Friday, August 11, 2006

Elite activist objects

There is an amazing argument against the Tennessee Tax Revolt's efforts to give citizens the right to vote on property tax increases on a local blog for magnet school parents. This entry leans so left you may have to weight your computer monitor to read it while sitting upright. This line leapt out at me.

They [supporters of the petition drive] are interested in a political system that favors wealthy, elite activists who are over-represented in tax referendum elections.
Some have said that that the magnet schools system favors wealthy, elite activists who are over-represented in the school board election process.

The author of this entry may be a good example:
Alan Coverstone
Alan Coverstone is a teacher of Government and Economics, as well as Academic Dean at Montgomery Bell Academy. He is the father of two children who attend Hull-Jackson Montessori Magnet School, a part of the Metro Nashville Public Schools. He helped found and served as president of the PTO at Hull-Jackson. He also served as a Parents Advisory Council representative on the Mayor’s School Funding Task Force and currently serves on the Magnet Cluster board of the Parents Advisory Council.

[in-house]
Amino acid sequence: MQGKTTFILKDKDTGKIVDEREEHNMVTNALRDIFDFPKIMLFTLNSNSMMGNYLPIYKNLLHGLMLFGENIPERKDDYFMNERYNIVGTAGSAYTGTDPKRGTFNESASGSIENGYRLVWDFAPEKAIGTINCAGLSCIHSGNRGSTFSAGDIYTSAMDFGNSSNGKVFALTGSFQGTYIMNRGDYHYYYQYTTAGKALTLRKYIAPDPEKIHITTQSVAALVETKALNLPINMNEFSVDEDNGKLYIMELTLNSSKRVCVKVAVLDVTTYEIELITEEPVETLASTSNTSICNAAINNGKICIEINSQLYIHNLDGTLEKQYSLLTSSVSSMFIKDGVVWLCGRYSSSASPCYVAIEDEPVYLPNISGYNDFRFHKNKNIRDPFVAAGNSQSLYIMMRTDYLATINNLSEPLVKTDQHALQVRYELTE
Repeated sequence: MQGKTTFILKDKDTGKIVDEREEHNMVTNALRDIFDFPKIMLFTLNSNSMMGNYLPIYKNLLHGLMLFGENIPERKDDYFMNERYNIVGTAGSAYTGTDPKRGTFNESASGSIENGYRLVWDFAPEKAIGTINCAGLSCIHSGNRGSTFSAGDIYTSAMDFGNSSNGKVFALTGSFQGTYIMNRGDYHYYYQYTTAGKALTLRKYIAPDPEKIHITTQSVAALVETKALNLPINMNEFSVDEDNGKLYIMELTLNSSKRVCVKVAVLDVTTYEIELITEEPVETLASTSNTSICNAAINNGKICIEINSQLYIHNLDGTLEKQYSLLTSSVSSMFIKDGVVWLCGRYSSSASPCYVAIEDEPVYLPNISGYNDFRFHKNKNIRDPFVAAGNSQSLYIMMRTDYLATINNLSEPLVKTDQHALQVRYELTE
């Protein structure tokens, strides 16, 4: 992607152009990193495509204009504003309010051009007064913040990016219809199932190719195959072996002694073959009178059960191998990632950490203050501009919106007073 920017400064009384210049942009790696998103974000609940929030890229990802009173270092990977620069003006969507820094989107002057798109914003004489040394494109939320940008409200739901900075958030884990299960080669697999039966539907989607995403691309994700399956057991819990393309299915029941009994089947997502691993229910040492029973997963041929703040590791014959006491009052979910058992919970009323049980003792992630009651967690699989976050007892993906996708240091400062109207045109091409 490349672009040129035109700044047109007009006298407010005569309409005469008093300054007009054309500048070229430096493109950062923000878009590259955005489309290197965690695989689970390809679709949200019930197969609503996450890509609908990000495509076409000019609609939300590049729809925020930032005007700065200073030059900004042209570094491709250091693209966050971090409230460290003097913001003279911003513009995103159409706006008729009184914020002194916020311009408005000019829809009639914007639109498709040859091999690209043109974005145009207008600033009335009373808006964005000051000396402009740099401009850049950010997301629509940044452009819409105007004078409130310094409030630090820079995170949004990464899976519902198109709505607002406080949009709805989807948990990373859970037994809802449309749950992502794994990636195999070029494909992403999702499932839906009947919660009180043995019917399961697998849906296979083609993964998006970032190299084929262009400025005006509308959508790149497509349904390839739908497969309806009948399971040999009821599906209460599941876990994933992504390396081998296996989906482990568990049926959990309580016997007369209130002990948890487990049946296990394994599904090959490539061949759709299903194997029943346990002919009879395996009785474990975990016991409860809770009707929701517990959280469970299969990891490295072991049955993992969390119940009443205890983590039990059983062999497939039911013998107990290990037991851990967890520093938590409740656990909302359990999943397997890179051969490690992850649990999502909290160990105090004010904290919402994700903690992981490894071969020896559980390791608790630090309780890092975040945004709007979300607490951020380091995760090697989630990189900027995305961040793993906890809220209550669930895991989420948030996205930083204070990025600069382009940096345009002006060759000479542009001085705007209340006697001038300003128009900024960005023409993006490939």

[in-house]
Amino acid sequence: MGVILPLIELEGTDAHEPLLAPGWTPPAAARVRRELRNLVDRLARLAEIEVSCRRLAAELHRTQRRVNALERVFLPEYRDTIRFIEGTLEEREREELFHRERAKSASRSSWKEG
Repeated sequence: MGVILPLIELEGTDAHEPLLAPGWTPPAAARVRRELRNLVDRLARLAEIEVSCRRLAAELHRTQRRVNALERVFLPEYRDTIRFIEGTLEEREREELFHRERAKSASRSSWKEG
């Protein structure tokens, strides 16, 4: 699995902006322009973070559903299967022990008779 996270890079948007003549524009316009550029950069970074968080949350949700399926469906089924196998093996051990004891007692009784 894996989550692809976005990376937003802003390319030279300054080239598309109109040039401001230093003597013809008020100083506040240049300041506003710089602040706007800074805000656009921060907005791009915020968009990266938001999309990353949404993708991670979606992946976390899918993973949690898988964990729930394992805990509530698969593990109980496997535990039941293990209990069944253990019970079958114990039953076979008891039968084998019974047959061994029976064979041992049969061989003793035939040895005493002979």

Mr. Coverstone writes:
They openly call tax increases "pay cuts" for their family with no consideration at all of the "benefit increase" they receive from property value increases regularly experienced in communities with strong schools.
As a teacher of economics maybe (but I doubt) he can explain the 'benefit increase' the families of the Maplewood cluster are receiving from their property tax dollars.

14 comments:

Anonymous said...

FYI...A number of years ago (maybe 6), Mr. Coverstone was the campaign manager for an opponent of Repr.Beth Harwell. His candidate was the [then] former chair of the Green Party of Middle Tennessee. The Green Party, for those of you playing at home, met at the Nashville Center for Peace and Justice offices which were also[then] the listed address of the Tennessee Communist Party.

Kay Brooks said...

Well that helps put some of his comments in perspective. Thanks Anonymous.

a step below dolphins said...

Now that is an outstanding example of good ol'Amerikan mud slingin' conservative wing-nut political muck-raking.Mighty fine K.B.,there is a future for you in the Republican arm of the Amerikan Nazi Party.I am so proud!!!

Anonymous said...

Lamar Alexander had his headquarters at 1808 West End- and so does the Davidson County Democratic party. Does that make Lamar a Democrat, aka communist?